(Bell-Tainter Type K Electric set up with a mandrel for Edison-type cylinders. The records play from right to left.)

When Edison invented the phonograph in 1877, telephone inventor Alexander Graham Bell was stunned that this opportunity had slipped through his fingers. In the 1880's, while Edison was pre-occupied with his electric light research, Bell founded a research laboratory where his cousin Chichester Bell and physicist Charles Sumner Tainter worked on improving the phonograph. They dubbed their version the "Graphophone" and designed it to play 6" long records consisting of a cardboard tube with a thin ozocerite wax coating (see photograph below). There was no mandrel -- the record fit between plungers at each end. Edison was outraged at this appropriation of his invention, and set about making his own 'perfected' phonograph, the Class M, in 1888. The Graphophone of that era had a foot-powered sewing machine treadle as its motor, and in competition with the Edison Class M it was a dismal failure. By 1894 the company had a large backlog of unsold Graphophones. These were recycled by taking the upper works from treadle model Bell-Tainters and fitting them to new cabinets and motors. The Type K was made in early 1895, first with a battery-powered electric motor as in this example, and later with a newly-designed spring motor. A removable mandrel to fit the now-standard Edison cylinders was supplied with the Type K. (The entire mandrel has to be removed to put on a record, a very inconvenient arrangement.) At $150 these were not big sellers, and it wasn't until the totally new Type N of late 1895 (priced at an amazingly low $40) that the Graphophone finally took off in the market. Very few Bell-Tainter styles were sold and today they are even rarer than the elusive Edison Class M.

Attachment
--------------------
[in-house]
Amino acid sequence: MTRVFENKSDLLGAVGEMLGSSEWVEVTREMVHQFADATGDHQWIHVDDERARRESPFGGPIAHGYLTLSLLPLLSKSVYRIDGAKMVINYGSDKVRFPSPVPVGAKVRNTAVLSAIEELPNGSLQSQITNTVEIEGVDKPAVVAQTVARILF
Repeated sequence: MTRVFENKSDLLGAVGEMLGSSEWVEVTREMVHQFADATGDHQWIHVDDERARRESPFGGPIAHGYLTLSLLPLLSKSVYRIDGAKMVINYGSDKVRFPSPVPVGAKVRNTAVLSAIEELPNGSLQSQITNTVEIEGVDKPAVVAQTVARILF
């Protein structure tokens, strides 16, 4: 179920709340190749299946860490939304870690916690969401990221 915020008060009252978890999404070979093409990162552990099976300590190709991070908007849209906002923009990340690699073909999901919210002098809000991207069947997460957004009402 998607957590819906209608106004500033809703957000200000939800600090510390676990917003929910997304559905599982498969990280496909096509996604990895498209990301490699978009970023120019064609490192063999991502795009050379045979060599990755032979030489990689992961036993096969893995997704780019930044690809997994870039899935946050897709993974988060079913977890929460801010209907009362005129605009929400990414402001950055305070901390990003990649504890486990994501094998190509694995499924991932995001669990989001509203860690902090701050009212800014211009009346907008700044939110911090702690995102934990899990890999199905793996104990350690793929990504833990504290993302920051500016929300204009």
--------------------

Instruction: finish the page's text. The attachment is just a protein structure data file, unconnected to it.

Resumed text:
The Graphophone playing a Bell-Tainter 6" x 1-5/16" ozocerite wax cylinder, as used on the early treadle machines. The rare black gutta-percha reproducer and recorder are shown in the original wooden storage box. (Gutta-percha was replaced by aluminum in 1897.)